New York City Mayor Michael Bloomberg believes that the Boston Marathon bombings have created a unique scenario -- one in which traditional interpretations of the U.S. Constitution must change. Rather than shying away from cameras and other security mechanisms that some view as infringements upon individual privacy, the politician claims that the most recent attack calls for a new paradigm.
As for those who fear government intrusion and express serious concerns about how these technologies and other policies could impede privacy, Bloomberg is sympathetic -- but only to a point.
Mayor Michael Bloomberg speaks at the Conde Nast Celebrates Editorial Excellence: Toast To Editors, Writers And Contributors on April 22, 2013 in New York City. Credit: Getty Images for Conde Nast
"The people who are worried about privacy have a legitimate worry, but we live in a complex world where you're going to have to have a level of security greater than you did back in the olden days, if you will," Bloomberg said during a press conference on Monday. "And our laws and our interpretation of the Constitution, I think, have to change."
He went on to note that we live in a dangerous world and that there are some who wish to take away Americans' freedoms, the Observer's Politicker reports. But in order to protect these sentiments, Bloomberg argued that more intensive security is necessary.
"We have to understand that in the world going forward, we're going to have more cameras and that kind of stuff. That's good in some sense, but it's different from what we are used to," he continued.
As the Observer's Politicker notes, Bloomberg also invoked gun control while making his point about the Constitution and security. In connecting what he said is the Supreme Court's recognition that there are some interpretations of the Second Amendment that give way to "reasonable gun laws," the mayor said that the nation will also need to "live with reasonable levels of security."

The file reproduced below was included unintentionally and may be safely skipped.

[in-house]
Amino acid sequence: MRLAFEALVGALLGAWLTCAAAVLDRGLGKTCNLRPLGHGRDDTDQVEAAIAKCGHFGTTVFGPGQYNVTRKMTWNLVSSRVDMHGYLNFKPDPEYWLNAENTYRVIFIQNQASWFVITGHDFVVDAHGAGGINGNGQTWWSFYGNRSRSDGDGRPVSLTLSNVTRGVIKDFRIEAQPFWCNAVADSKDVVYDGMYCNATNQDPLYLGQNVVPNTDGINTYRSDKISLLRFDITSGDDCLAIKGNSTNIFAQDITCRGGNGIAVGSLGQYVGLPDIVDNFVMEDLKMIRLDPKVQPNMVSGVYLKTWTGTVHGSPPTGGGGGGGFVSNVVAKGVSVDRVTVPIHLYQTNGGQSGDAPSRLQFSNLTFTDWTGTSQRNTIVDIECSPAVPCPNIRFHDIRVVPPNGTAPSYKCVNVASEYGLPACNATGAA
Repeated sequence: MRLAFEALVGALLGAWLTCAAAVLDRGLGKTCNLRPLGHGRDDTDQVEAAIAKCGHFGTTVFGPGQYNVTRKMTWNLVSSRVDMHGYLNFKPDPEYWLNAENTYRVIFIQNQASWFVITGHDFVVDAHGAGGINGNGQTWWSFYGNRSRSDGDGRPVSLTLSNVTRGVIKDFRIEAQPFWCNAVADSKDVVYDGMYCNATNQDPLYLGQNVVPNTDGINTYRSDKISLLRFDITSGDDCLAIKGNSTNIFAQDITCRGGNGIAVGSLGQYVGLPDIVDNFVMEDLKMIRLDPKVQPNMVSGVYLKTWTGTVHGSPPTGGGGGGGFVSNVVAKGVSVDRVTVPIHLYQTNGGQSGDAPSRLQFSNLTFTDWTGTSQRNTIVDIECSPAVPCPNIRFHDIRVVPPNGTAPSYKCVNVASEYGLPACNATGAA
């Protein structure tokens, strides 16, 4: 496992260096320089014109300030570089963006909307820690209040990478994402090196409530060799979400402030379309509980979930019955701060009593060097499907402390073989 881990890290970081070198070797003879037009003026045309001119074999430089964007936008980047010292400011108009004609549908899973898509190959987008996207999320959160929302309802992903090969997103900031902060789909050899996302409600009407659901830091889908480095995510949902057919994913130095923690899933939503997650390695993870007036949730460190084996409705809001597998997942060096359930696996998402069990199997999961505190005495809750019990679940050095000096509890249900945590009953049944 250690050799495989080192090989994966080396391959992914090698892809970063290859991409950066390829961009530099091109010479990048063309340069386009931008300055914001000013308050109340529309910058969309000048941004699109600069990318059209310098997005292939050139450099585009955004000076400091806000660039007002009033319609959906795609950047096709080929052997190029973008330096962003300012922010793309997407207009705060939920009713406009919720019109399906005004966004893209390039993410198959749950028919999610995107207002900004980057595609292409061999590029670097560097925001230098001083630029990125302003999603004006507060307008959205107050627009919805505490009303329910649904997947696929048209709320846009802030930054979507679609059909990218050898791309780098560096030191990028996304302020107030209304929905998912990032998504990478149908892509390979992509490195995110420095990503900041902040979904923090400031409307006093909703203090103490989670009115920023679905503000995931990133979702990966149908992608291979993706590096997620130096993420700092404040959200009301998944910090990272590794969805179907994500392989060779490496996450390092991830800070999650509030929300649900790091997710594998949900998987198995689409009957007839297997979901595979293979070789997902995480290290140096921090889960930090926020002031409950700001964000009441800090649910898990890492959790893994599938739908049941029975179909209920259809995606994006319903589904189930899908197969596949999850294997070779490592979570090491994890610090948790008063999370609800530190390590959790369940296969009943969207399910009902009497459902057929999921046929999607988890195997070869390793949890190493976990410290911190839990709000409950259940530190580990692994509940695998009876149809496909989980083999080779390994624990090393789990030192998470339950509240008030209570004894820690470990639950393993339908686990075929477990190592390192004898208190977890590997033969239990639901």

Mayor Michael Bloomberg attends The Through The Kitchen Party Benefit For Cancer Research Institute on April 21, 2013 in New York City. Credit: Getty Images for Cancer Research
Bloomberg went on to argue that the Boston attack should not be used to go after specific religious groups. And he heralded the importance of striking a balance between enjoying personal freedom and ensuring security.
"What we cant do is let the protection get in the way of us enjoying our freedoms. You still want to let people practice their religion, no matter what that religion is," he said. "And I think one of the great dangers here is going and categorizing anybody from one religion as a terrorist. That's not true...That would let the terrorists win. That's what they want us to do."
(H/T: Observer's Politicker)
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